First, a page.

And we can learn from it. And it doesn’t cost us anything to learn from it. It’s, you know, I, I, I’m gonna say over the, what’s it, the pot calling the Kettle black. I can’t remember what the expression is, but you know, we [00:57:00] have a number of companies in an incubator here. You would think that we’re doing everything according to the book, you know, according to our experiences.
But we don’t, uh, and we’ve made so many mistakes and it’s cost us millions of dollars. I’ll be quite frank, these mistakes have cost us millions of dollars. Um, I’m particularly thinking right now about PAW and some of the mistakes we made last year around not testing products. Um, and yet had we just sort of like stopped and thought and listened to our own experiences or learned those experiences, we could have saved that money.
So I often say to people like, the cheapest way to really, if you want to become an entrepreneur, you want to be successful. , listen, join Startup Club. That’s one thing it costs you. Nothing. Got people like Chris coming on here and CJ and sharing great ideas and concepts cost you absolutely nothing to listen.
And we can learn from others and learn from experiences and often we, we will share, um, we do share the failures as [00:58:00] well because we can learn a lot from failures. But today was all about what makes a startup successful. I think next time we should run a show called, you know, what Makes a, a Startup Fail.
But, uh, thank you everybody for the show. It was a great show. Again, you could see the power of the community, the Clubhouse, community and Startup Club. Uh, really enjoyed it. Any last thoughts before we close the room, John? Success begets success. So whatever it is that you’re doing, whether it’s a dog walking business, you’re starting up a new bakery, whatever it is, make sure that you see success in that business.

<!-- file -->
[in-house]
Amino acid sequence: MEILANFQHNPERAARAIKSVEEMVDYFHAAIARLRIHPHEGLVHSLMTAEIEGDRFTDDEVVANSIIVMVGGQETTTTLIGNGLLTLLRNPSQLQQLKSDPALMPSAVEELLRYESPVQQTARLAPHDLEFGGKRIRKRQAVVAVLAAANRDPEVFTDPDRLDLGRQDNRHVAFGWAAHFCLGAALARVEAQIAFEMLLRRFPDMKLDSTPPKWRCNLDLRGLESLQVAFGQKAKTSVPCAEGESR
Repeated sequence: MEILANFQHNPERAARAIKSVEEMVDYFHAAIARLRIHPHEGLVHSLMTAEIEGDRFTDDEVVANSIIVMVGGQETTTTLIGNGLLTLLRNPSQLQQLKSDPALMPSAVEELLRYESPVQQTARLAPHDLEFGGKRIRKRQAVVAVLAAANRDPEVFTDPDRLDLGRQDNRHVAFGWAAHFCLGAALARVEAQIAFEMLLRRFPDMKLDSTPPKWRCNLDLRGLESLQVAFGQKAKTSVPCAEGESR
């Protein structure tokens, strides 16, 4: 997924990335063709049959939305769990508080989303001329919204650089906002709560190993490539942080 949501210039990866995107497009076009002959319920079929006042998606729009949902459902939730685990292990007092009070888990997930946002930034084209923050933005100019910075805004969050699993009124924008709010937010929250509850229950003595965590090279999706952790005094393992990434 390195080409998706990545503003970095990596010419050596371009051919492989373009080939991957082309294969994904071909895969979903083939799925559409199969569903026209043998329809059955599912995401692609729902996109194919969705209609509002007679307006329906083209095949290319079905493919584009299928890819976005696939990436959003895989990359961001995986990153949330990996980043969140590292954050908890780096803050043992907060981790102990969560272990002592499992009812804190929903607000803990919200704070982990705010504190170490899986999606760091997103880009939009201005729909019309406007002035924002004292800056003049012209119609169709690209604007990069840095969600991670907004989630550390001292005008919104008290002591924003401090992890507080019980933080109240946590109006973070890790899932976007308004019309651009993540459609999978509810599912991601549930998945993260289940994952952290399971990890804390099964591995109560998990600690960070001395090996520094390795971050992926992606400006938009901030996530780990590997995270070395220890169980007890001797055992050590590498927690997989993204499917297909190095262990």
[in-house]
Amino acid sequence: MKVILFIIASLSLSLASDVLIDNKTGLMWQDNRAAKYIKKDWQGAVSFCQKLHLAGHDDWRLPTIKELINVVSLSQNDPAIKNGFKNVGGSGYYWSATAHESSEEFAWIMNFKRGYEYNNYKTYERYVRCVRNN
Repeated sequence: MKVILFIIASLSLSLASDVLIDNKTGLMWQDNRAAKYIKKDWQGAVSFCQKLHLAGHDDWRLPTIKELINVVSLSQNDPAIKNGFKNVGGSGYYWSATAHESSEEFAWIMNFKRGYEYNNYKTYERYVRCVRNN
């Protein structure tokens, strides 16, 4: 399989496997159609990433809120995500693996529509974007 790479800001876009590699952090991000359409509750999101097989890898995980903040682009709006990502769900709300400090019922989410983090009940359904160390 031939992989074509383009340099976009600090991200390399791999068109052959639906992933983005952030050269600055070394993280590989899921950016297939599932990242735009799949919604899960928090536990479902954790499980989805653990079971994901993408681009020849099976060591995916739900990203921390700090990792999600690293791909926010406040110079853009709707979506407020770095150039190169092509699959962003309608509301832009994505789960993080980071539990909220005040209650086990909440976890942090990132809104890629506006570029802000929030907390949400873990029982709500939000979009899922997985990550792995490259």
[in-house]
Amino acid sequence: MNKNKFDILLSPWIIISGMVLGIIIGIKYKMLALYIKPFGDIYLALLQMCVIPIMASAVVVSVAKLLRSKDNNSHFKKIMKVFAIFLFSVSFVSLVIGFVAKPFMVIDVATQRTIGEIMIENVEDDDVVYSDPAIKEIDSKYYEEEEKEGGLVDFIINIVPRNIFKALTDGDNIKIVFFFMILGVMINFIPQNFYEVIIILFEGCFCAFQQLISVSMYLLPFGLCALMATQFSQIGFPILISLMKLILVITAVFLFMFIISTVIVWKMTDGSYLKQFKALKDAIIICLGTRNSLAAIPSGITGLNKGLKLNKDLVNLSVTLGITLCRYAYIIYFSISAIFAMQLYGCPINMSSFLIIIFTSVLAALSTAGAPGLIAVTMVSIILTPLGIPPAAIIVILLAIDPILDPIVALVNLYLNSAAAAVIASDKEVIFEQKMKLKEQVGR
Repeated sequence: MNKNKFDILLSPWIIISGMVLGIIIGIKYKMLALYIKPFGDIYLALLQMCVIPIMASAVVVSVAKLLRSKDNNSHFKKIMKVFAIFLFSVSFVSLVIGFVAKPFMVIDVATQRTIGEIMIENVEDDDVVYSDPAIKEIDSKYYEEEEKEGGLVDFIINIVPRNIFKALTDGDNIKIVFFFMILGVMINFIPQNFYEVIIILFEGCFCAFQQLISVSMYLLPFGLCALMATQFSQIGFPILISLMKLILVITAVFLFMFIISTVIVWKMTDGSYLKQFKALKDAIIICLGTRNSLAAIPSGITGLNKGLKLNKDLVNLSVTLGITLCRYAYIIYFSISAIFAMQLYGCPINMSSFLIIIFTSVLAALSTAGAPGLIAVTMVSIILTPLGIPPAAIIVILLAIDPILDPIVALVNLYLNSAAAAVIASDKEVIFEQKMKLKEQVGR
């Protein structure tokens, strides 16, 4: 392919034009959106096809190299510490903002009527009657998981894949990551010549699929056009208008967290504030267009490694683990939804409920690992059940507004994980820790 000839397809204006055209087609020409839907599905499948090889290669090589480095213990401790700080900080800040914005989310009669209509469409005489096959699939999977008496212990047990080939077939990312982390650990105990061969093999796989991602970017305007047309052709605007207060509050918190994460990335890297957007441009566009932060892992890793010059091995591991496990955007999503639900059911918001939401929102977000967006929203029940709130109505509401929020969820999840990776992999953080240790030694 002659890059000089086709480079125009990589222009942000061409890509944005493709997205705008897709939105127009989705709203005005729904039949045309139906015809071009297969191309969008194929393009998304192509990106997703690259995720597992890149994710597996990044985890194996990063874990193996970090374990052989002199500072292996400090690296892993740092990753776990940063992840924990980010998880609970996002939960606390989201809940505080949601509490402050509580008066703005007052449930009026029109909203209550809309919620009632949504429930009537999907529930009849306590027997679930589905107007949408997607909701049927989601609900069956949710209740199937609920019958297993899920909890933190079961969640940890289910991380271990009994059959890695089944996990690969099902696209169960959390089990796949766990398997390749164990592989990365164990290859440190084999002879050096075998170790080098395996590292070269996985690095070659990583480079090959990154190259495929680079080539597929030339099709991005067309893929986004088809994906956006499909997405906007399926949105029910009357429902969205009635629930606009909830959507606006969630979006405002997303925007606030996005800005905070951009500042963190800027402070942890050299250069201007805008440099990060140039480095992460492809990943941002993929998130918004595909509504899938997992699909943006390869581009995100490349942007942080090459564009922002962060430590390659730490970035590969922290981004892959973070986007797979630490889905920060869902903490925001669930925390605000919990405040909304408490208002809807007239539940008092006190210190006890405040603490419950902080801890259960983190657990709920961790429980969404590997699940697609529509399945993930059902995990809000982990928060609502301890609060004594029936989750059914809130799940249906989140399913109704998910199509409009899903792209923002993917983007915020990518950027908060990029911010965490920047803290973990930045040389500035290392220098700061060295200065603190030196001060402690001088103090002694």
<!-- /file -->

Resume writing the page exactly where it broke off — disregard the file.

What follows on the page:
Make a ton of money, right? Because when it’s read, that’s when duplication sets in. That’s when you can really see success. So document what it is that you’re doing, right when you’re, when you’re seeing success. And then if you’ve got a Crispy Kreme donuts or a Subway franchise, right? It went like wildfire because it was a cash cow.
Everybody wants to participate in something that is trending and making dough. So [00:59:00] be successful, focus on success, and then duplication. Thank you. Nothing motivates more than success, and then you’ll attract a lot of investors, employees, and others. That’s a great way to end the show. Thank you very much.
Appreciate that and, uh, we’ll see y’all next week at Friday at two o’clock Eastern. We do the show every Friday, two o’clock Eastern. Uh, we have some really, and we’ve had some really big speakers on this show. As you know, we’ve had the founder of Reebok. We’ve had, um, um, experts, bestselling authors like Fern Harnish and Jack Daly and Jeffrey Moore who wrote inside the Tornado Crossing the Chasm.
Well, we have a real, uh, two-part series that’s gonna come about in March and we’re gonna announce it, um, over the next few days. Uh, you’re not gonna know about it though, unless you’re on the email list. So go to startup.club and sign up to the email us. We only use the email list to announce speakers and [01:00:00] shows and we do it, but generally once or twice, uh, a.
To announce the shows. We have a two-part series coming up. This gentleman was funded, uh, founded a multi-billion dollar real estate fund and went undercover for the US government doing a number of missions, uh, 147 or so. And they, they have a mo, uh, Hollywood movie coming out the summer about him, and he’s coming on the show the first two weeks of March.
Uh, he’s traveling overseas right now. He’s coming back and I had an initial conversation with him and I was just, I mean, I couldn’t even believe it what he did. So if you want to hear about the show, do you wanna hear about these speakers? You gotta go to www.startup.club and sign up to that email list.
Thank you all. Great show. We’ll see you next week.